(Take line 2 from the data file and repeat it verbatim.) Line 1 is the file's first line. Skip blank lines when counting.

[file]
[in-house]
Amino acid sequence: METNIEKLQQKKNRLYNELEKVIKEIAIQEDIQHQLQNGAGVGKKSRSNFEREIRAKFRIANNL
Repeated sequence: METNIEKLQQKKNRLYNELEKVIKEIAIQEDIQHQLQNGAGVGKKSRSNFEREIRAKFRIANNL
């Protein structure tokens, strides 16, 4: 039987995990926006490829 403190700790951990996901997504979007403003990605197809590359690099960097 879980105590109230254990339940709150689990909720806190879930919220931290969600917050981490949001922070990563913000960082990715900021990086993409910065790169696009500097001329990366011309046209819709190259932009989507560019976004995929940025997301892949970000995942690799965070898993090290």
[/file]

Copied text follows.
Amino acid sequence: METNIEKLQQKKNRLYNELEKVIKEIAIQEDIQHQLQNGAGVGKKSRSNFEREIRAKFRIANNL